Eating Out on a Diet: Spanish Food
By Dietitian, Juliette Kellow BSc RD
While plenty of costal areas cater for British tastes and specialise in fish and chips and full English breakfast, Spanish dishes may be kinder to your waistline.
Many bars offer tapas – tasty nibbles traditionally served free with drinks. If you’re going to ‘go local’, order enough tapas to make this your main meal – going out for dinner afterwards will pile on the pounds.
This can be a great choice as portions are usually small, but large amounts of olive oil are often used, pushing up the calorie content.
The secret is to eat small amounts. Lower calorie choices include Setas alhomo (mushrooms in garlic sauce) and pimiento relleno (stuffed pepper).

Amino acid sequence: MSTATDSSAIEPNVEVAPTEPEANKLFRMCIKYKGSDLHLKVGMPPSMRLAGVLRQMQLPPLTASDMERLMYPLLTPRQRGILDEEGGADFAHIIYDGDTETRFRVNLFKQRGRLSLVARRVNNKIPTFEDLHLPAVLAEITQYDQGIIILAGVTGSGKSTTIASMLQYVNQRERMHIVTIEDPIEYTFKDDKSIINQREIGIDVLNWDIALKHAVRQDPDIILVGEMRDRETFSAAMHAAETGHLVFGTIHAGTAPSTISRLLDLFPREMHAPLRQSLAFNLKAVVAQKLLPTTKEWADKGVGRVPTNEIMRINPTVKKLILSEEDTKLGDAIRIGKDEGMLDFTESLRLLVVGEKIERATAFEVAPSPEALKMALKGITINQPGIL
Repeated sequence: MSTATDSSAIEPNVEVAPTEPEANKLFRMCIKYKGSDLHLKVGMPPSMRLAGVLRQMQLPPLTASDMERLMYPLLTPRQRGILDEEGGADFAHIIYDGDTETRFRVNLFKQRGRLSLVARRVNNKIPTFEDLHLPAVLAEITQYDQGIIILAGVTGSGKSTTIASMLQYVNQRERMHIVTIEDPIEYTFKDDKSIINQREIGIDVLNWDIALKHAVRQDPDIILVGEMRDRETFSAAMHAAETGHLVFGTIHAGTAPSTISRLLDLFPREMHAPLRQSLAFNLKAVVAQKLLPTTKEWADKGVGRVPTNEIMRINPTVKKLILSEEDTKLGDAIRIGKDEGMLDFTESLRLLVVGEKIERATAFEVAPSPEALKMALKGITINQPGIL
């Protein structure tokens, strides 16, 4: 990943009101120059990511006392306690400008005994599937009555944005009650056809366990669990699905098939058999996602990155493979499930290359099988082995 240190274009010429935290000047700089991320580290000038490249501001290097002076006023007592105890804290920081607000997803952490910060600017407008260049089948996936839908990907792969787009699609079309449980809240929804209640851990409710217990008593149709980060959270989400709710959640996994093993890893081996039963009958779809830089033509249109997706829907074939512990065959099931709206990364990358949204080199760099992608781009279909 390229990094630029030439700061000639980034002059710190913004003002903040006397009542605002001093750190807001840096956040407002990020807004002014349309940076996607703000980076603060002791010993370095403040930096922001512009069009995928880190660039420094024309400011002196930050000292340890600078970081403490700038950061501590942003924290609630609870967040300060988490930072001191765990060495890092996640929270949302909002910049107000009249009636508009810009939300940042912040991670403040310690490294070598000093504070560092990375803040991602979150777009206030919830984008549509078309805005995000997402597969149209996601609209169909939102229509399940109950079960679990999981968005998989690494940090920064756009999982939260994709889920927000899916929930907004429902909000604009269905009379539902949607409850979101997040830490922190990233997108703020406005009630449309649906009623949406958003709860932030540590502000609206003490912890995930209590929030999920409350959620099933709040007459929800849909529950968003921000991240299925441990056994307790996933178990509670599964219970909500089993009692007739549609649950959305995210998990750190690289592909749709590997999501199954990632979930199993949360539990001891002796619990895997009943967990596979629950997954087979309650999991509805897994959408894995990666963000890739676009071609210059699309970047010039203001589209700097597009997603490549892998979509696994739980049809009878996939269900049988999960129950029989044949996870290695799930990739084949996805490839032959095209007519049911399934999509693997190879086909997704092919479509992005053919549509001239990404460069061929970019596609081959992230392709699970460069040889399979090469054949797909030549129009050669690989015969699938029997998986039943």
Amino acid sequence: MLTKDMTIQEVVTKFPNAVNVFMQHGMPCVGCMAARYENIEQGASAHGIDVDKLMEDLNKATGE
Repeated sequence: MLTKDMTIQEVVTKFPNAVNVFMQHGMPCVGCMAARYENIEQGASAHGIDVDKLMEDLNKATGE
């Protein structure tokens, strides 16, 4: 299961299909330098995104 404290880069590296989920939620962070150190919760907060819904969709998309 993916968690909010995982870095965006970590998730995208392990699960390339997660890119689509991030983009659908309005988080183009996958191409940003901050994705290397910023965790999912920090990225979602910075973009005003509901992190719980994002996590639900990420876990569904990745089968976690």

Spain’s most famous national dish takes its name from a paellora – the round, flat pan it’s cooked in and combines rice with vegetables, seafood and chicken.
Carb-rich rice has a medium glycaemic index making it a good choice for staving off hunger later in the day.
While a tapas-sized portion contains around 200 calories, a main course serving can easily provide 700 calories.
Cut the calories slightly by removing the fatty skin from chicken before tucking in.
A rich source of the antioxidants beta-carotene (which the body uses to make vitamin A), vitamin C and lycopene, tomatoes play an important part in Spanish cuisine.
Try gazpacho – chilled tomato soup – which is packed with nutrients and is very filling.
Tapas tend to be salty but quenching your thirst with Spanish beer, which contains around 200 calories a bottle or sangria with 100 calories a glass, isn’t a great idea. Drink water instead.
You can track your diet and find out the nutritional content of 50,000 foods using the food diary and databases in WLR. Try it free for 24 hours.